MyAppleMenu by Heng-Cheong Leong

Wed, Nov 14, 2012

iTunes Match: One Year In

Kirk McElhearn, Macworld

Introducing SushiReader: The Simplest River-Of-News RSS Reader For Busy People

Heng-Cheong Leong, MyAppleMenu
I've made a RSS reader called SushiReader. It's available on the Mac App Store.
I've two goals when I built this RSS reader. Firstly, it has to be fast and simple. I don't want to mess around too much with folders and tags and what nots. I just want to press a key to read the next article.
But, more importantly, I don't want to manage. I don't want to "manage" my subscriptions. I don't want to have to figure out when is a good time to press the "Mark all Articles as Read" button: do I press it now and start afresh, but with nothing new to read for a while until new news start coming in, or do I press it later at the risk of accumulating even more articles that I will not be able to get to? The software must just have to "manage" subscriptions and articles for me, automatically, behind the scenes.
Well, this is really the first version of SushiReader, that I've come up with. (I've labeled it version 2. There exists a version 1. It wasn't very good.) I've been using SushiReader as my main RSS reader for the past couple of months; maybe you'd like it too? (There is a demo version available that you can try out for free.)
If you like this little software that I've written, please do consider purchasing it on the Mac App Store.
I'll be continuing improving SushiReader, and probably will be "borrowing" a few ideas from Mr Dave Winer and his river-of-news/checkbox-news/reading-list/etc concepts. If you bought this software and have a few ideas of your own, please feel free to e-mail me.
Thank you.

How Not To Get Boxed In By Apple And Google

Rolfe Winkler, Wall Street Journal
For a tech startup to get to 100 million users is a remarkable feat, one that took Facebook more than four years. Online-storage firm Dropbox on Tuesday announced that it has achieved that milestone in nearly the same time.

FotoMagico 4 Review

J.R. Bookwalter, Mac Life
After two years in development, Boinx is back with FotoMagico 4, an impressive overhaul that opens up a wide range of creative possibilities for amateur and pro shutterbugs alike -- and it’s cheaper than ever, at least for new customers. Boinx doesn’t attempt to reinvent the wheel with this version, retaining the already well laid out (and very Apple-inspired) user interface, while managing to introduce an entirely new way of working.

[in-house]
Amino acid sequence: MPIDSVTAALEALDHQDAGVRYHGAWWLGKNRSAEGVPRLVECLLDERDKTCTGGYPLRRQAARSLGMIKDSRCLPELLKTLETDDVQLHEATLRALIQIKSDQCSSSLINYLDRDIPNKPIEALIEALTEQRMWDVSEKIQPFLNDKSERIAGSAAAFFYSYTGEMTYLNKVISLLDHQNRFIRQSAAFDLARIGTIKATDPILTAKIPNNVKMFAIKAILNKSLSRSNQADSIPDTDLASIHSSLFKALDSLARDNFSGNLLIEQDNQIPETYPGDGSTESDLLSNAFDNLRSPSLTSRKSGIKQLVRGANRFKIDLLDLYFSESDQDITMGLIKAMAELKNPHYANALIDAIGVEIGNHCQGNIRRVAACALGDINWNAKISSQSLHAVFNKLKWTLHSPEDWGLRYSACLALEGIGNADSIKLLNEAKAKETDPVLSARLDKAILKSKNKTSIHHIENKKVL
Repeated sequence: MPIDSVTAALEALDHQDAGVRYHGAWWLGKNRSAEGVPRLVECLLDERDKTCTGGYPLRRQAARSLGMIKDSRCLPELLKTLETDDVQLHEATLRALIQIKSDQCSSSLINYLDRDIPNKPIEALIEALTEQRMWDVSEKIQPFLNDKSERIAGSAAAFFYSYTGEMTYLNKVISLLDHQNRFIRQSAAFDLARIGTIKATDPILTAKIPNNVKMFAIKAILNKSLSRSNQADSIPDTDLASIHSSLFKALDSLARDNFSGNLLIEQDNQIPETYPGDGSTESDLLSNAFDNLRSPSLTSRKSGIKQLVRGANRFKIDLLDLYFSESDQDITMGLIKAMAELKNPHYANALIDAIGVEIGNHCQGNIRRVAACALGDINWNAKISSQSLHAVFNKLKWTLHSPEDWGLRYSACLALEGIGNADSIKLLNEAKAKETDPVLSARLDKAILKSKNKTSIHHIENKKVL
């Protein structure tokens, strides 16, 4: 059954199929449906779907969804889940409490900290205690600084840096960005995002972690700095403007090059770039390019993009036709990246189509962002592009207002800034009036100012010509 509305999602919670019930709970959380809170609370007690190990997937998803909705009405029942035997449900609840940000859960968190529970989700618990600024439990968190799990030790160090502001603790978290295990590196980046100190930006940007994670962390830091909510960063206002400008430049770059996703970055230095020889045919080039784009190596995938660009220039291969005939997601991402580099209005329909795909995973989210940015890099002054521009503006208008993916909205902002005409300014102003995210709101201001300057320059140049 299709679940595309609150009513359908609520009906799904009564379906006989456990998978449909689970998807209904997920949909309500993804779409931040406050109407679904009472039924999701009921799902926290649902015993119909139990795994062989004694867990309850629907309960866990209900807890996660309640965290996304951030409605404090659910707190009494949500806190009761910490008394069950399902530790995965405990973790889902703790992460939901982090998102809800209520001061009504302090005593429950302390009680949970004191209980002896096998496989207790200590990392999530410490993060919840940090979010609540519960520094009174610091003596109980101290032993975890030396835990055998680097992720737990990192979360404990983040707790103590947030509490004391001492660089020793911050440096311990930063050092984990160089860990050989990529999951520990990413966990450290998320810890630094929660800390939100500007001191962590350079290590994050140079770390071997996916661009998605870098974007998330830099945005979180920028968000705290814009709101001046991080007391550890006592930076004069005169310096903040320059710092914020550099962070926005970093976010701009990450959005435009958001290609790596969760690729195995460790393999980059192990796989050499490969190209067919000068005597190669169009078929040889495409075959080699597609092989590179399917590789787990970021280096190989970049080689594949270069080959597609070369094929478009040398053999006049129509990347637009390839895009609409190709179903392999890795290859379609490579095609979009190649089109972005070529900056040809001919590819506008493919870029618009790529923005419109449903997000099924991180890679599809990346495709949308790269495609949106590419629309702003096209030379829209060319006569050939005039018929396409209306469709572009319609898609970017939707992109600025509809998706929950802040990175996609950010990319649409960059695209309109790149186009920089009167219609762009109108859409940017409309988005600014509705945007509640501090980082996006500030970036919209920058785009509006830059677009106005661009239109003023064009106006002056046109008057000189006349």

How To Share A Mac’s Optical Drive

Bruno Skvorc, Mactuts+

Lion/Mountain Lion’s Mail: Workaround For Removing Attachments From Sent Messages

Pierre Igot, Betalogue

Apple Begins Shipping LTE-capable iPad Mini Models

Customers on Tuesday began receiving word from Apple's online store that their orders for the new iPad mini with LTE connectivity have begun shipping.

Apple Takes More Bites Out Of Local Real Estate Market

Nathan Donato-Weinstein, Silicon Valley / San Jose Business Journal

Nokia To Offer Its Maps For iPhones And Android Phones

Brian X. Chen, New York Times
Stephen Elop, chief executive of Nokia, said in an interview that in order to ensure that its mapping platform stays competitive, it needs lots of users. The more people who look up directions or search for locations on its maps, the smarter the system gets. And Nokia can still build exclusive location features into its Lumia phones, he said.
Good for Nokia. Microsoft need to do the same thing: release Office from the clutches of Windows.

Google Brings More Secure, Sandboxed Flash Plugin To Chrome For Mac

Chris Welch, The Verge
Nearly three months after delivering a more secure, modernized Flash plugin to Chrome users on Windows, Linux, and Chrome OS, Google has extended those safeguards to Mac OS X. The update was actually packed into the version of Chrome that saw release last week (with Do Not Track functionality), but the company is only today highlighting the added security measures. Flash, frequently targeted as a backdoor for malware, is now fully sandboxed within the browser with isolation Google says is as strong as Chrome's own native sandboxing. In theory, that means should you come across a malicious website or script, the harmful code would be relegated to a single browser window and thus be prevented from accessing to your computer or personal files.
Securing Flash Player for our Mac users (Google Chrome Blog)

Elements For Dropbox Updated With Refreshed Interfaces And More

Leanna Lofte, IMore

Mac Gems: Bartender Helps You Take Control Of Menu-bar Icons

Dan Miller, Macworld
By giving you extensive control over the menu bar, Bartender makes a key element of the OS X interface way more useful.